Here’s an article about my niece who made a quilt celebrating the history of women. She made this when she was in high school (she’s in her third year of college now). http://ruthannzaroff.com/jennifer-quilt.htm

    And DO NOT stop podcasting!

  8. Toni says:


    I am new to your podcast and I absolutely love it. Please keep up the great job! Husband is HILARIOUS! He should have his own guest spot each podcast. He had me cracking up when he called you his old lady!

    Thanks for being such a bright spot in my day! Have a very blessed Christmas! My best to you and your family.

  9. Carlyn says:


    Thank you Thank you for taking the time to talk about the topic. I was so excited to listen to your thoughts I listened to your podcast and thought to myself – Right on sister !!!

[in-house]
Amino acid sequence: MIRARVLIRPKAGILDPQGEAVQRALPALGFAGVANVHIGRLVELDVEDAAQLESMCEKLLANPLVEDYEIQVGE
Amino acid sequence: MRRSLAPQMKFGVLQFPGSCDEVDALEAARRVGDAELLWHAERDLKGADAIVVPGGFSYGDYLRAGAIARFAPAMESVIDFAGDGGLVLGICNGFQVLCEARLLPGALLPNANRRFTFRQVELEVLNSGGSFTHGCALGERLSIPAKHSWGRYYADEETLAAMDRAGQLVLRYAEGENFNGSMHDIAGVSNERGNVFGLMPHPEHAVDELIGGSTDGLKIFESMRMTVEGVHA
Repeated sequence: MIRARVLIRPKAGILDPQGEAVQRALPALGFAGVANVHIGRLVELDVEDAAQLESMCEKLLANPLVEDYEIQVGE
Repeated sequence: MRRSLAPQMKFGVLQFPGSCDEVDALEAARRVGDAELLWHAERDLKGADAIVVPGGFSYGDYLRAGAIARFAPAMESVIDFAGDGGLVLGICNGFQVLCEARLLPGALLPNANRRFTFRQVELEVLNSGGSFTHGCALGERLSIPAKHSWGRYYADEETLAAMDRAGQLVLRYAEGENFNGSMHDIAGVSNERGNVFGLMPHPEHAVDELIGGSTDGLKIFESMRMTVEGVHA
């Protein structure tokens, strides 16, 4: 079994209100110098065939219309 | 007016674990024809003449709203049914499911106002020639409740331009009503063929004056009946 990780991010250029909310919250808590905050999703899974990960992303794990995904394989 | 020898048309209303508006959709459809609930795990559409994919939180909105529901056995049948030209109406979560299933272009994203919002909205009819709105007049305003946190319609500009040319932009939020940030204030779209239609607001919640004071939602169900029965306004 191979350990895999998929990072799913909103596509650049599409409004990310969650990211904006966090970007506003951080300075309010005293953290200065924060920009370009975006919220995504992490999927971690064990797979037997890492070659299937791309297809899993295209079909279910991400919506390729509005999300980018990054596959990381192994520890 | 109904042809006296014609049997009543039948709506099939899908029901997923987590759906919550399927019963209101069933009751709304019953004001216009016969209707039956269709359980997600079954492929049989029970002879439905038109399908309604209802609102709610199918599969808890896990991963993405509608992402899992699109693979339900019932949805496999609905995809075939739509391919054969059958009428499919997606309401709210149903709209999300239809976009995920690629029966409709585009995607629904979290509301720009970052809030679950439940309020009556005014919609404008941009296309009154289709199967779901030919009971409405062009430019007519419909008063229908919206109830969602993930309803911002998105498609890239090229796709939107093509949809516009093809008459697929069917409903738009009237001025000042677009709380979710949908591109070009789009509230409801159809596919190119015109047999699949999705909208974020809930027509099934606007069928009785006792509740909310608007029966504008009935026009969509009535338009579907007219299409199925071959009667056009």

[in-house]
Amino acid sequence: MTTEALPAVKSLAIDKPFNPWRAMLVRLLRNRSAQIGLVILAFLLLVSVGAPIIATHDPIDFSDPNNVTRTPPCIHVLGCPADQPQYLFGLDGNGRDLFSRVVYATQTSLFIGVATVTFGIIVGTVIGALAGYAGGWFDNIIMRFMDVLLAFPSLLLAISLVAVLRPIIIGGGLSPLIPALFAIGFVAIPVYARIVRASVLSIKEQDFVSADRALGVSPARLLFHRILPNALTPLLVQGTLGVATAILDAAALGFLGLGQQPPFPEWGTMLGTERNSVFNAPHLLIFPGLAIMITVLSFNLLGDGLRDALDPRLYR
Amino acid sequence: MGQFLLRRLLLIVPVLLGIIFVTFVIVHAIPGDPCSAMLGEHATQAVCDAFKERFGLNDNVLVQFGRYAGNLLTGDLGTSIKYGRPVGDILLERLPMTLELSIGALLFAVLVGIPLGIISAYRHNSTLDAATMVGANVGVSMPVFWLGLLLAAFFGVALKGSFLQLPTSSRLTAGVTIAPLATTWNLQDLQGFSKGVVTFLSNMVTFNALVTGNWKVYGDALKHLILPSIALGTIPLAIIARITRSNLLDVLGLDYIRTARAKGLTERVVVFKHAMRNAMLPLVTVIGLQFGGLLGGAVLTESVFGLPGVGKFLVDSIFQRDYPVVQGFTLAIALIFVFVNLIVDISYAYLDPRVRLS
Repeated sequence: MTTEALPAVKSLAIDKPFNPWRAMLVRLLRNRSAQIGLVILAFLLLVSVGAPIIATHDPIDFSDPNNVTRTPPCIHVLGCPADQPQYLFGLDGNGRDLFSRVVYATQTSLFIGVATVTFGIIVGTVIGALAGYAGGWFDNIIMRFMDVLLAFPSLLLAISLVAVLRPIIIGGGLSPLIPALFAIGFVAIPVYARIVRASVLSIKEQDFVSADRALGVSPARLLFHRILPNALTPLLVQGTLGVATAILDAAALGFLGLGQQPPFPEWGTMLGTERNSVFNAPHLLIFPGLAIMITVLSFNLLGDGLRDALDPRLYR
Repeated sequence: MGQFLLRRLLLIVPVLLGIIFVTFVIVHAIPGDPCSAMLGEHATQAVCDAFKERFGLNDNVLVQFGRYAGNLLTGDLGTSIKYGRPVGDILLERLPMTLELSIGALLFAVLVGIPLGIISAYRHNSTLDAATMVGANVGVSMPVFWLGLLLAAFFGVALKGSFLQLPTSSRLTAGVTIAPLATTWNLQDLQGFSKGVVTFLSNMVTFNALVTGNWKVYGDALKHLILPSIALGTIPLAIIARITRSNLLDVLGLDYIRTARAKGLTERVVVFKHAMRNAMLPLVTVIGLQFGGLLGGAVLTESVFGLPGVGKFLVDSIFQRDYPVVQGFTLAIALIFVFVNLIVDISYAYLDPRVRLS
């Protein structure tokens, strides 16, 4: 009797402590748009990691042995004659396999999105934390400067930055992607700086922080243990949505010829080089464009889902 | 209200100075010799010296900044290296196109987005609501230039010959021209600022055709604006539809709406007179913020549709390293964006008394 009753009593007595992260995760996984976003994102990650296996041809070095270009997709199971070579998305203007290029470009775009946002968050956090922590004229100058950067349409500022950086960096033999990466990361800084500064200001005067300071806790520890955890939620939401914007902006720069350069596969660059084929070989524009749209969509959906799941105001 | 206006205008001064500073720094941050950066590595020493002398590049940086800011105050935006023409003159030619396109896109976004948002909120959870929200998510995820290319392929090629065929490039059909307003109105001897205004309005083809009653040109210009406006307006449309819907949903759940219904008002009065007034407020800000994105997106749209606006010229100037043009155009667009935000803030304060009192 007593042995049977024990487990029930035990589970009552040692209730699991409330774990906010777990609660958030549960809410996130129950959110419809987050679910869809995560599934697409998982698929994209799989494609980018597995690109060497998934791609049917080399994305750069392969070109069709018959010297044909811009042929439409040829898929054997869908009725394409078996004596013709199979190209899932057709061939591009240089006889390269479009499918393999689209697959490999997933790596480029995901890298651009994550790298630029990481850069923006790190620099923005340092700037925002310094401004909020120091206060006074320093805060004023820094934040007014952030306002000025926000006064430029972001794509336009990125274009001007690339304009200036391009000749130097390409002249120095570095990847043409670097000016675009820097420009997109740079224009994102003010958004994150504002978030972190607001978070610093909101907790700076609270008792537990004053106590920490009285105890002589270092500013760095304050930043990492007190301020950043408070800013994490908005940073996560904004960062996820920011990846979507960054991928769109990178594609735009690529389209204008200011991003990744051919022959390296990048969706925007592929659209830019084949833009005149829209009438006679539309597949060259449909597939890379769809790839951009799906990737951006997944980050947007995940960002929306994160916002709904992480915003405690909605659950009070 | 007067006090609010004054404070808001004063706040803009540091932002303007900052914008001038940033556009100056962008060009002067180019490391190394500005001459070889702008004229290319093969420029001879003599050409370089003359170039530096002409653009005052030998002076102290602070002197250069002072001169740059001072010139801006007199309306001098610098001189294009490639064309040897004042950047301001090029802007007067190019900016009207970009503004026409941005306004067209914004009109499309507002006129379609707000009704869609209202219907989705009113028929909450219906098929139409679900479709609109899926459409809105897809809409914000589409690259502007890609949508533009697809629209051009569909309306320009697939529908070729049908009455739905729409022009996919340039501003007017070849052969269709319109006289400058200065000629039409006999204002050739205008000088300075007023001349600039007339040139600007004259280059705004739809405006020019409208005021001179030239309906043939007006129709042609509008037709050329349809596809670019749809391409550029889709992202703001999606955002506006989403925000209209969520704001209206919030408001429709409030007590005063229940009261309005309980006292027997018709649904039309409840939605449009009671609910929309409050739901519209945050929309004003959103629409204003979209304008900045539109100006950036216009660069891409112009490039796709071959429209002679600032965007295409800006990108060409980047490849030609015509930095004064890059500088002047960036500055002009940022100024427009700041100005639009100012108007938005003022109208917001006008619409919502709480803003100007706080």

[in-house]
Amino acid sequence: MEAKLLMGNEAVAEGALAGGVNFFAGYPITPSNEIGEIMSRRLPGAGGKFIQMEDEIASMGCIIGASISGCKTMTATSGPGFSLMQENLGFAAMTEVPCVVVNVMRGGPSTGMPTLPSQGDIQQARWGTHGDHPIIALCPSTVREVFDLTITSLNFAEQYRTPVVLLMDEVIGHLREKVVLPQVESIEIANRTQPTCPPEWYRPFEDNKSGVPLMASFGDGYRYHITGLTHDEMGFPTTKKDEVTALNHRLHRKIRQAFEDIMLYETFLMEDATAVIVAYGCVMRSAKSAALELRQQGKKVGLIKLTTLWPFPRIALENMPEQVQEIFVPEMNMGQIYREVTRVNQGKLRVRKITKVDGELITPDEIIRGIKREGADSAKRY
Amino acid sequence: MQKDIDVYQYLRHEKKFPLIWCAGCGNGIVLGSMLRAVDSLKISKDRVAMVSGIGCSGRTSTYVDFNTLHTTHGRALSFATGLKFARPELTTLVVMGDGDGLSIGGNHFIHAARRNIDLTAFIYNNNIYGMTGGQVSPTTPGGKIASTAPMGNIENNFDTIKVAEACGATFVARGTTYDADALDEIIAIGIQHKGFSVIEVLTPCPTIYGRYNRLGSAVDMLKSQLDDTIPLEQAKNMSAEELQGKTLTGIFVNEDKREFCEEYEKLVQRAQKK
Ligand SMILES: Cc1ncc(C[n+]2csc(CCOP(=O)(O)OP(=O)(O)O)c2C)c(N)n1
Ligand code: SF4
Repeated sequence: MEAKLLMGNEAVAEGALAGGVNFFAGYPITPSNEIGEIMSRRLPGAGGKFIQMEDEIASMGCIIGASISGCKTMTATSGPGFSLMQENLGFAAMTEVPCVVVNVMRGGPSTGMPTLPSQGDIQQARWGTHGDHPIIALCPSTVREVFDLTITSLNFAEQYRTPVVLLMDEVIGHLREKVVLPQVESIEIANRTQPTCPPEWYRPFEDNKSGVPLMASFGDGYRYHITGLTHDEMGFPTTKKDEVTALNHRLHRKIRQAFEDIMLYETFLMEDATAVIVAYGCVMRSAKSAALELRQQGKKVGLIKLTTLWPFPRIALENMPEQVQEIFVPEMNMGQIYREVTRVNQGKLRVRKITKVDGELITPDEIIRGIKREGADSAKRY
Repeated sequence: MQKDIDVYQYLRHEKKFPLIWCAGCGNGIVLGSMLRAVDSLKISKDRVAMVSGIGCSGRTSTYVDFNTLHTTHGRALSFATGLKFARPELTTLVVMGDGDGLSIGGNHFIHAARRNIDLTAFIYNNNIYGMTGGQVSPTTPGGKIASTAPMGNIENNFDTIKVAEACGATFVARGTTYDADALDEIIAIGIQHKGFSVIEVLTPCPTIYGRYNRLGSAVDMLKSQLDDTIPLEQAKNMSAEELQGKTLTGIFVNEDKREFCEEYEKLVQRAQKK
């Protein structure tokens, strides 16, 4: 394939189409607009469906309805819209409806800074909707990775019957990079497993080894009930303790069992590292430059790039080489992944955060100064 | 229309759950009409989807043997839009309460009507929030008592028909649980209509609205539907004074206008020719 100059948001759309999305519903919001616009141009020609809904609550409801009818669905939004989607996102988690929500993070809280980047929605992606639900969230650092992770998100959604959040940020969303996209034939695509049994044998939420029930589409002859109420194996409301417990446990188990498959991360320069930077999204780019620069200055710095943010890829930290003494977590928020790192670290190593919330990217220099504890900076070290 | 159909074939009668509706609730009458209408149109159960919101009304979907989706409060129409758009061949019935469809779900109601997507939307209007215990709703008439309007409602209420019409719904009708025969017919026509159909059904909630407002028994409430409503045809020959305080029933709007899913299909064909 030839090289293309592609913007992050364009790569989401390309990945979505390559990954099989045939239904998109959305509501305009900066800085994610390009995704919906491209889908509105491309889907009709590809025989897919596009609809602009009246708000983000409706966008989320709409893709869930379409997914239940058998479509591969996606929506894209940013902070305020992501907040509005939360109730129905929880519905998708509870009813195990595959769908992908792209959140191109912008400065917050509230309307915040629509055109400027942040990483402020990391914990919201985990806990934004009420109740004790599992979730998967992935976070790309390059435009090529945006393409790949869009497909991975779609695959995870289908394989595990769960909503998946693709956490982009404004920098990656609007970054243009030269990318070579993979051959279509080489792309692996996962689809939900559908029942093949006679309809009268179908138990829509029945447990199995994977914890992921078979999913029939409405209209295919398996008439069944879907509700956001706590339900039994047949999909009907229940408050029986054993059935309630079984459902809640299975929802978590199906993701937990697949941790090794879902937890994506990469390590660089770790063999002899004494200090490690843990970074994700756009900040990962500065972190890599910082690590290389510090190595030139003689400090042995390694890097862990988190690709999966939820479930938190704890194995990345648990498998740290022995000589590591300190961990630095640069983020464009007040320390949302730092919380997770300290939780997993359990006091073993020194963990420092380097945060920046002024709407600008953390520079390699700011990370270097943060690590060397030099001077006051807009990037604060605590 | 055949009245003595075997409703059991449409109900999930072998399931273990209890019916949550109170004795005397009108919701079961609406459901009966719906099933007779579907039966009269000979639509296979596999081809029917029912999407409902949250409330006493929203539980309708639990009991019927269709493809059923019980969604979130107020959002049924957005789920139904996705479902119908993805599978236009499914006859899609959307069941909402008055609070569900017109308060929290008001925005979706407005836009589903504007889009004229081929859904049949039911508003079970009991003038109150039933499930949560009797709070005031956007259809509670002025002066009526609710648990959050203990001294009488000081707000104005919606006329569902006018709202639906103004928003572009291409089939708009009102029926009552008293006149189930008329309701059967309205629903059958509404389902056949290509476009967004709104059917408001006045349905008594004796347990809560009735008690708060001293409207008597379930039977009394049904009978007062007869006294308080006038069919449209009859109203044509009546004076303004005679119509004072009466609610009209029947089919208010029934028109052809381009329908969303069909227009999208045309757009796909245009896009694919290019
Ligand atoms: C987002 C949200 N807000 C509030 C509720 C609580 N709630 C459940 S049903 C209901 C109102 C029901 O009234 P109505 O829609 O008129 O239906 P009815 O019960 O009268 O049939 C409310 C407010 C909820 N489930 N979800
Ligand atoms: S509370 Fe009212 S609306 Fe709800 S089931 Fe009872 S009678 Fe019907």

Here are some other thoughts. It is challenging to get people in our age group because of the time constraints but here are some thoughts I have…. I think our generation is community conscious so I am considering inviting my friends to participate during some key times throughout the year – to support Project Linus, etc. Like the Dec Quilt guild made teddy bears for the local CHKD hospital for kids throughout the year.

    If your group of friends include kids, you can get them involved by putting them to work too. I know my local schools need “after school” involvement. I am trying to see if any of my guild members would be interested in working with the local schools. I loved the podcast by “within a quarter inch” that talked about making a quilt to sell at the school auction, and really made it a keepsake and raised the most money for the school. Remember there is no home ec in schools any more. How else will they learn? I say by example. My kids loved the pillow cases I have made them, and the quilt. They want me to make more. That’s important to me.